We wouldn’t let China make our submarines, yet we allow it to control our medicines?
The drug shortages were already happening before Coronavirus:
Rosemary Gibson, The American Conservative
China’s cartels fueled by government subsidies undercut U.S. and other companies, driving them out of business. Western firms aren’t competing against Chinese companies. They are competing against the Chinese government.
China is moving up the value chain and makes 10 percent of the generic drugs in the U.S.
India has a very large generic drug industry, it depends on China for 70 percent of the chemical starting materials to make drugs…
There’s a pattern here of faulty goods:
Rocket Fuel in Generic Drugs
This testimony triggered a spellbinding account by a commissioner, a retired Army colonel with a distinguished record of military service. He talked about his three different blood pressure medicines whose key ingredients were made in China and contained rocket fuel. If he was getting contaminated drugs, active duty military people were probably getting them too, he opined.
The retired Army colonel was one of millions of Americans whose blood pressure medicines were contaminated with carcinogens. In July 2018, the FDA announced the first of many recalls. While many manufacturers recalled their products, the most troubling was the manufacturer in China whose active ingredient contained more than 200 times the acceptable limit of the rocket fuel carcinogen, per pill. Even worse, the company knew its product did not meet U.S. standards but sold it anyway.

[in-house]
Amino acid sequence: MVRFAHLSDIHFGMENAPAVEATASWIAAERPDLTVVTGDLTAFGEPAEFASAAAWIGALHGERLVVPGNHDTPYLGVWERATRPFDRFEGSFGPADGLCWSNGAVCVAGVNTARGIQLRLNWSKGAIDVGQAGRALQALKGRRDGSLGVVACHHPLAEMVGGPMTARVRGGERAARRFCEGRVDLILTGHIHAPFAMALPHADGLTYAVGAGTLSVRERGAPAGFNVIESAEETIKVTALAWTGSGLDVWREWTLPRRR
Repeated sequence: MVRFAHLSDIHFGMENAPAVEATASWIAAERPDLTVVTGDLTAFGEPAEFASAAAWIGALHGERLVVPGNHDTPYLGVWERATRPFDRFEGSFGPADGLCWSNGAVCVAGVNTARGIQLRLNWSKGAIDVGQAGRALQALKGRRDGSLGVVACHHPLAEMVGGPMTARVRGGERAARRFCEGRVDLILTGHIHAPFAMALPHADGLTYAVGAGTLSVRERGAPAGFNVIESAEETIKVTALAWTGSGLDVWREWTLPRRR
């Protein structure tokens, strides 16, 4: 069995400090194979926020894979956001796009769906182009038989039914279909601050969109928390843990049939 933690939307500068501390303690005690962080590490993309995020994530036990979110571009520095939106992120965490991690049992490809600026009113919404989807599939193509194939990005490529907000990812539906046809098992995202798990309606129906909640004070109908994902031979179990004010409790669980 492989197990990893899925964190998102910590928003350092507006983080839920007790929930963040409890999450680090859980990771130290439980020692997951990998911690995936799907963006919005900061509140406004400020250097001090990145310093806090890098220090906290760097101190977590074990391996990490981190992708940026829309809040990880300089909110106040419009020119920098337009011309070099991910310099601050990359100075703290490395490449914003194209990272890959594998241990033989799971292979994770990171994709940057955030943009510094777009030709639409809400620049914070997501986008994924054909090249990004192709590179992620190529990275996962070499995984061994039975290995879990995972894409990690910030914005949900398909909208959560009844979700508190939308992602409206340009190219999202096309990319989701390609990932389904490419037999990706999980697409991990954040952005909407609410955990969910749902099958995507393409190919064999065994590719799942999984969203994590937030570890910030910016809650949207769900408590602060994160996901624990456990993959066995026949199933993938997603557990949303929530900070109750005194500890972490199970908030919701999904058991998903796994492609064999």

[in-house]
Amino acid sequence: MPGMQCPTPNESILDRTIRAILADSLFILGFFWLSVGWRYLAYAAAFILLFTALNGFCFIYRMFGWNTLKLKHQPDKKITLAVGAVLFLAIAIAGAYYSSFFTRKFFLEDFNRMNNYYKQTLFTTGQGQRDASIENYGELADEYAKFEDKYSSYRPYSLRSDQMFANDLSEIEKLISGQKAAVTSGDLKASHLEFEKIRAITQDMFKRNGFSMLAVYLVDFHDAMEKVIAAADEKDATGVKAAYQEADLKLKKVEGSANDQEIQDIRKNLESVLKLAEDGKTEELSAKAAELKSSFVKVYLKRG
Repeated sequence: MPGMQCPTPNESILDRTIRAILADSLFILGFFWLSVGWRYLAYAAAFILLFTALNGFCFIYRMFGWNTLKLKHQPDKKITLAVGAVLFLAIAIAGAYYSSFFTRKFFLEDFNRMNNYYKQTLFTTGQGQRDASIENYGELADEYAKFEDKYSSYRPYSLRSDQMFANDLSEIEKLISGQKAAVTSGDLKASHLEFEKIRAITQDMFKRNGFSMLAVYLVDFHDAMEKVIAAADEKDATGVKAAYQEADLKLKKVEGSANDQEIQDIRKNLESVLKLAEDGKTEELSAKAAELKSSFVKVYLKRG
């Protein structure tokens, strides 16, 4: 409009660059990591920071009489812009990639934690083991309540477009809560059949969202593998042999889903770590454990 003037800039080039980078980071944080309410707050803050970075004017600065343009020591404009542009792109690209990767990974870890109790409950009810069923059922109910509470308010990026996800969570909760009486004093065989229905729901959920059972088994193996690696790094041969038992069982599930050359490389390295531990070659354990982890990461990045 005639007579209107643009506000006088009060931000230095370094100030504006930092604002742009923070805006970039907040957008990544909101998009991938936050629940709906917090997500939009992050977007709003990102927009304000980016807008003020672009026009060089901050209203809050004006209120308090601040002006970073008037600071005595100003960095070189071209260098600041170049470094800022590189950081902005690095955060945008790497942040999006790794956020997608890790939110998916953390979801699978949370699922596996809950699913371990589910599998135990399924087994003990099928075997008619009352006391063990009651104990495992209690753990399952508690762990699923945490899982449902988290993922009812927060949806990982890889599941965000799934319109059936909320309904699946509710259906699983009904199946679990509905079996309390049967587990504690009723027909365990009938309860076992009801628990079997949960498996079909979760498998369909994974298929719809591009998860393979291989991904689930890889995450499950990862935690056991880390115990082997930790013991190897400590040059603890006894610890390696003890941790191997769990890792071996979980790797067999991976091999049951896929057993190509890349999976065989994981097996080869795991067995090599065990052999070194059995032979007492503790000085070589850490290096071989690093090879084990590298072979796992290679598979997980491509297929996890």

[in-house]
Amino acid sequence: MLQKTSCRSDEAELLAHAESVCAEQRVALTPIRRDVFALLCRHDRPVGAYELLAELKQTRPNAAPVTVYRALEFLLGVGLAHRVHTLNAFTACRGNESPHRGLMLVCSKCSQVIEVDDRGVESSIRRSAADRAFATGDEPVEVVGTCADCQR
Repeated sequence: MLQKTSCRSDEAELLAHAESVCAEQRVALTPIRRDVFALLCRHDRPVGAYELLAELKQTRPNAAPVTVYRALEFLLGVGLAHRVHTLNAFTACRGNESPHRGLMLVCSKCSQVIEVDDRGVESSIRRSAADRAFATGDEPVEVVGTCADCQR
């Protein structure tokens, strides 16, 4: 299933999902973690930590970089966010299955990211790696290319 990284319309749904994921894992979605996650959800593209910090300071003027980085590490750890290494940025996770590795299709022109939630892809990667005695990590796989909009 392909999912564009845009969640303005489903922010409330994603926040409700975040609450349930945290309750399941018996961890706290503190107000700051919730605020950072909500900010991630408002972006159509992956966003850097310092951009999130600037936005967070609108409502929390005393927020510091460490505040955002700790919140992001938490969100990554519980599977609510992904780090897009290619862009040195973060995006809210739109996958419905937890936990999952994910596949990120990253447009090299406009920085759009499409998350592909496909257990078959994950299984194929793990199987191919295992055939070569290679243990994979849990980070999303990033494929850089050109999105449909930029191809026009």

Make no mistake, the United States faces an existential threat posed by China’s control over the global supply of the ingredients and chemical materials to manufacture critical drugs. In the hands of an adversary, medicines can be weaponized. They can be made with lethal contaminants or sold without any real medicine in them, rendering them ineffective.